The pure free market will theoretically result in economic efficiency being achieved. At the heart of this proposition is the idea of consumer sovereignty, where producers that best meet the material wants of consumers will be the most successful. With some notable exceptions however, few transport markets work along free market principles, and hence by implication with little consumer sovereignty. Deregulated bus markets however, ‘should’ show evidence of the theorem. This paper therefore examines the English deregulated market to examine if this is indeed the case. An overall assessment of performance in terms of fare levels, technical efficiencies, profitability and user satisfaction is undertaken, and a correlation matrix estimated from which some overall patterns become clear. This is further developed through a more formal cluster analysis, out of which emerges a clear five cluster model. Clusters identify operators as classic oligopolists, efficient profiteers, mature market operators, the consumers' choice and the low fare operator. The overriding conclusion is that whilst there is some evidence of consumer sovereignty, the vast majority of local English bus markets contain producer centric operators that remain protected by significant barriers to entry. As a consequence, the market cannot regulate its own behaviour to produce economically efficient bus services.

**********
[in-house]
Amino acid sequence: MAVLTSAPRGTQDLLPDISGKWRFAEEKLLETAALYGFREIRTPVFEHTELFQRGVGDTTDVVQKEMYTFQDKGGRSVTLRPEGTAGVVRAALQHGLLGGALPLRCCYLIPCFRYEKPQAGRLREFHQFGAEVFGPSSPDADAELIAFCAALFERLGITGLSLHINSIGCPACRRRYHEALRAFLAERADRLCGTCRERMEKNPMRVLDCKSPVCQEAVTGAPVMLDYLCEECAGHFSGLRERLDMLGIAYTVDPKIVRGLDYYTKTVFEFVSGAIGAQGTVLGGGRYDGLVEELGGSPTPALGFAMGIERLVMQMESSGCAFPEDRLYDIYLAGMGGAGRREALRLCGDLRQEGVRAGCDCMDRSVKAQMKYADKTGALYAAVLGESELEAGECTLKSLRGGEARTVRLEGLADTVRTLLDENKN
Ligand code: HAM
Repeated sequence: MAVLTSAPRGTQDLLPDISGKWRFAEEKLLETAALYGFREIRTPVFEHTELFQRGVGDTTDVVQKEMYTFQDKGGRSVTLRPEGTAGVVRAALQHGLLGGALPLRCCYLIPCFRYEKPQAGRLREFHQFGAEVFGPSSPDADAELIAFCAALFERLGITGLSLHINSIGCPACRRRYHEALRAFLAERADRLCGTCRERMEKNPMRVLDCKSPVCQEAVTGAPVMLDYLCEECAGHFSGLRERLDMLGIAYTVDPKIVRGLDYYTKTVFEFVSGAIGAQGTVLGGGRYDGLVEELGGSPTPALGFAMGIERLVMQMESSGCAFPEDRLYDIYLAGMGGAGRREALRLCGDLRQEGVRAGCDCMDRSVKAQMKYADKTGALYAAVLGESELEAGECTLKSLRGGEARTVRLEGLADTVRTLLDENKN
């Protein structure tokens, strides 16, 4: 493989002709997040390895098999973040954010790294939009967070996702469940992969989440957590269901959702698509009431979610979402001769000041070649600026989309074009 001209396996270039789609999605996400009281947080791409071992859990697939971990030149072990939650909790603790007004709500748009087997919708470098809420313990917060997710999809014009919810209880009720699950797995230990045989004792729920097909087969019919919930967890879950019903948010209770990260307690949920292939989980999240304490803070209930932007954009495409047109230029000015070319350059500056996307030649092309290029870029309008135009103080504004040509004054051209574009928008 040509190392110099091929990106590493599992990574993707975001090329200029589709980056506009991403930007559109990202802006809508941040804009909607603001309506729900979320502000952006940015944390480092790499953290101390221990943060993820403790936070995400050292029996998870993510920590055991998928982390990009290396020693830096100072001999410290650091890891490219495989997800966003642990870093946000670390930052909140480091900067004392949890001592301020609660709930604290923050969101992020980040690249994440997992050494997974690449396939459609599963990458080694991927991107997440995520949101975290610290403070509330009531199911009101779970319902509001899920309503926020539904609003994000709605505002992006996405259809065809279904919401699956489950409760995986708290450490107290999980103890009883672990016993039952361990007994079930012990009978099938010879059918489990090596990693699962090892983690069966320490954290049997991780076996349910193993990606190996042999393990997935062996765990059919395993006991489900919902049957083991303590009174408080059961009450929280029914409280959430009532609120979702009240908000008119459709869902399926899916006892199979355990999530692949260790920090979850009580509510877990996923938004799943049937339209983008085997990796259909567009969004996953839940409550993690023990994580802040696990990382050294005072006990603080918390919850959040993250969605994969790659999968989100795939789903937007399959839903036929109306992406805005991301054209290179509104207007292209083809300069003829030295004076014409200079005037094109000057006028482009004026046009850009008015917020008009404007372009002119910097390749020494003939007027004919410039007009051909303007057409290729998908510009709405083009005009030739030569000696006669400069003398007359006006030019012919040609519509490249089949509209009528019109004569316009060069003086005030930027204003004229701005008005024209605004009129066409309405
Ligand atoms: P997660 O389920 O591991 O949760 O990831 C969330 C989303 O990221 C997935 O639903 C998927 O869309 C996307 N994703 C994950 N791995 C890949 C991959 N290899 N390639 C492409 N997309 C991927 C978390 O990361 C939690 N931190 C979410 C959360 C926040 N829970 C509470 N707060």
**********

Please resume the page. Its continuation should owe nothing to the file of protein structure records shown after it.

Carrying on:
Cowie, J. (2014). Performance, profit and consumer sovereignty in the English deregulated bus market. Research in Transportation Economics, 48, 255-262. https://doi.org/10.1016/j.retrec.2014.09.049